Legally, nothing prevents someone else from depositing money into your savings account. However, many banks have rules in place that limit the ability of other people to deposit money into your account. Banks impose these rules in an effort to prevent fraudsters from finding out your account information during the process of making a deposit.
Although it is not illegal for someone else to put money in your savings account, banks often have policies that restrict who has access to your account information and who can perform transactions.
Large Currency Transaction Report
Bank employees have to complete a Large Currency Transaction Report whenever an individual conducts transactions that involve more than $10,000 of cash within a 24-hour period. The report lists personal information about both the person receiving the cash and the person conducting the transaction. Another individual could not make a $10,000 deposit into your account without being able to provide the bank with your name, date of birth, Social Security number and other requested information. This makes it difficult for someone other than a close friend or relative to make a big cash deposit into your account. The federal government uses LCTRs to track money laundering and terrorist activities.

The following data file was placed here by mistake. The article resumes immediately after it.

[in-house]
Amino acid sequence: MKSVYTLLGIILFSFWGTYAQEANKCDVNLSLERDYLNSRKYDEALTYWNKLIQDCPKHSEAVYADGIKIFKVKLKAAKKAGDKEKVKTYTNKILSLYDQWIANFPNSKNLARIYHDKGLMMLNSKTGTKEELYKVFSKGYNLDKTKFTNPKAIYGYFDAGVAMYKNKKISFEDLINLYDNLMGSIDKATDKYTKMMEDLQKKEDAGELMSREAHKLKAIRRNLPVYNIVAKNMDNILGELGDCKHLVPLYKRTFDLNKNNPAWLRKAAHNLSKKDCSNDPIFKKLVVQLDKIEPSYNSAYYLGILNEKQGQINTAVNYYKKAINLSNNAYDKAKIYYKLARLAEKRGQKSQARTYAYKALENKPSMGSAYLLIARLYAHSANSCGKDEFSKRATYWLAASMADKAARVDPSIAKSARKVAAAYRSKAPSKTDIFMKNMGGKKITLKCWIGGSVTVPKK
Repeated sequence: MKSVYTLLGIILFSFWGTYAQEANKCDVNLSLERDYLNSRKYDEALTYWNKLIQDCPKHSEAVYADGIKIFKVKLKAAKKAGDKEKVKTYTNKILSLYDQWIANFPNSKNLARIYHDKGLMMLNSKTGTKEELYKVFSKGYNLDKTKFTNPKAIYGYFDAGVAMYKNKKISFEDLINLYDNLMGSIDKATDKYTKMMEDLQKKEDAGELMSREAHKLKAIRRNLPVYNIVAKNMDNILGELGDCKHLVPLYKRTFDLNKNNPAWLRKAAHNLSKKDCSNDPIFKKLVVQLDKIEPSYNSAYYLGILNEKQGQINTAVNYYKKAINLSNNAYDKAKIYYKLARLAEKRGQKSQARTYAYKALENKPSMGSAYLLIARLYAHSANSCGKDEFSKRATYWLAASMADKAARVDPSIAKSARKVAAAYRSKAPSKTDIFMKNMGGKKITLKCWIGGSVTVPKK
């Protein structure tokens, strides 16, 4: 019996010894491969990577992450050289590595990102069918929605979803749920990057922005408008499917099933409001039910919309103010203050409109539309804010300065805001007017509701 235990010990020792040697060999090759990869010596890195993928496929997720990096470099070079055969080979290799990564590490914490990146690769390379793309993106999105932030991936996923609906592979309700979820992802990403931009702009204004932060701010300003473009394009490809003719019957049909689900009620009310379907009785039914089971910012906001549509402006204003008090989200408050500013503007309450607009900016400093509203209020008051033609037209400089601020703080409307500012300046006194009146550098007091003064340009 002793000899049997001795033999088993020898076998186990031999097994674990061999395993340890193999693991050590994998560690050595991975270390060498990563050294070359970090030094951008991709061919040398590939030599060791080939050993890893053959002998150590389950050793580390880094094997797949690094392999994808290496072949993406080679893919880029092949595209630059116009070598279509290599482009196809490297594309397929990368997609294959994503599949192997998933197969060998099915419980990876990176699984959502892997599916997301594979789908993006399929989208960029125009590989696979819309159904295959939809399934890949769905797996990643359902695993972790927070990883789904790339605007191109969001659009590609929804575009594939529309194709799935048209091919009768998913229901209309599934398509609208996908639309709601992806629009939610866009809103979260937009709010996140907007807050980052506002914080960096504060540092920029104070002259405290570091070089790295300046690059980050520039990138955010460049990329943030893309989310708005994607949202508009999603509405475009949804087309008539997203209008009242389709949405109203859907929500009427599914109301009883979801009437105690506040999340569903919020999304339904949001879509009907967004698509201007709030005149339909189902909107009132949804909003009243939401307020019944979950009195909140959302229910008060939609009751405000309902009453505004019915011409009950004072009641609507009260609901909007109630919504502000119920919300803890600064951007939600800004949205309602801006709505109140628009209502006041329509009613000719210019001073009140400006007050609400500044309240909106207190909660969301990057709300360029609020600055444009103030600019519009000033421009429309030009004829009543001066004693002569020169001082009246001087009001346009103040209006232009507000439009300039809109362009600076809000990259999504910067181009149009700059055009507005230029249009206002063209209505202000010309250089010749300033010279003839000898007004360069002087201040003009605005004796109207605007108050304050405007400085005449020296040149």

Reasons for the Deposit Rules
If you cannot physically get to the bank, then rules related to third party deposits could prove problematic. However, these rules are designed to protect you and your bank from loss. If someone deposits a check into your account and that check bounces, then your bank can debit your account for the amount of the check and assess penalty fees. If your bank shared your account number with other people, then those individuals could later attempt to use that information to extract funds from the account without your permission. If you need someone to transact on your account, then you should write a durable power of attorney (POA), which names someone as your agent who can legally conduct transactions on your behalf.